Storytelling

  • Burns Supper

    A Burns supper is a celebration of the life and work of the poet Robert Burns. The suppers are normally held on or near the poet's birthday, 25 January, sometimes also known as Robert Burns Day or Burns Night (Burns Nicht), although they may in principle be held at any time of the year. Burns Suppers are held across the world. Burns suppers are most common in Scotland and Northern Ireland, but occur across the globe wherever there are Burns Clubs, Scottish Societies or expatriate Scots. Burns suppers may... Read More

  • Cran

    'In Great Britain, at least as early as the 18th century – 20th century, a unit of capacity for fresh herring before cleaning, since 1852 the quantity needed to fill 37½ imperial gallons (about 6.03 cubic feet, or 170.5 liters). From the Gaelic crann, a measure for herring. Sometimes spelled crane. Under the Herring Industry Board's rules, and Weights and Measures Regulations, any herring not sold by the cran must be sold by weight. A cran typically contains about 1200 fish, but can vary from 700 to 2500... Read More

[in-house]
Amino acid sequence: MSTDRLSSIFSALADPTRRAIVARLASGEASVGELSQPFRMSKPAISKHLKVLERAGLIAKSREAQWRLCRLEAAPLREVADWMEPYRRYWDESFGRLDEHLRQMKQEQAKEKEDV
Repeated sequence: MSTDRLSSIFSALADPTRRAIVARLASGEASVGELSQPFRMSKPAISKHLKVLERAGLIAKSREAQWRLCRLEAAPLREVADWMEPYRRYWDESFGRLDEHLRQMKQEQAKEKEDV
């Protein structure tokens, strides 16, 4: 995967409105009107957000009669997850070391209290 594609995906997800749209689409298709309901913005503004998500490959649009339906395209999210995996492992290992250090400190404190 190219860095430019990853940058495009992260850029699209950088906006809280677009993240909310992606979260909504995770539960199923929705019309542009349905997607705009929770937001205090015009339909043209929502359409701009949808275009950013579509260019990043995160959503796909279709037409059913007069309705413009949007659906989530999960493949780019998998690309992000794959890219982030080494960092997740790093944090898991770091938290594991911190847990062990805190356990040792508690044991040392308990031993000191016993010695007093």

• Finnechty Cup

    "Finnechty cup" is an expression that comes from the area on the Moray Coast in the North East of Scotland surrounding the village of Findochty, "Finnechty" being the local pronounciation of Findochty. Apparently, it was the perception of the inhabitants of the neighbouring villages that the folk in Findochty were rather ungenerous when pouring out a cup of tea! Hence the saying came into being and any cup of tea anywhere which was not deemed to be full enough was referred to as a fine "Finnechty cup". I... Read More

  • MILLER'S SHOWPEOPLE HISTORY

    Miller's Family had started doing their Fairgrounds since 19th Century, the man named Christopher Miller were originally came from Horley near Gatwick at Surrey, he began to travel with the Circus around the Country including Belfast, Northern Ireland, on arrival he had a good company of artistics and staff and over 30 Horses and over £300 in hard cash. One night some very valuable horses were poisoned and this threw Christopher into grave financial difficulties and other horses died from want of prope... Read More

  • Pop Day

    At Hallow'een the children of the town of Stromness in Orkney carve turnips into amusing or grotesque heads and paint them in bright colours. They are solid, unlike the more common ‘neepie lanterns’. The children then go around the houses saying ‘A penny tae burn me Pop’ and receive small amounts of money. The origin of this goes back to the Reformation when it was the Pope who was being burnt in effigy, but it has changed over the years to become the innocent sounding ‘Pop’ with no sectarian... Read More

  • Scotland's Year of Stories 2022 Project: Solidarity for All - Africa Delice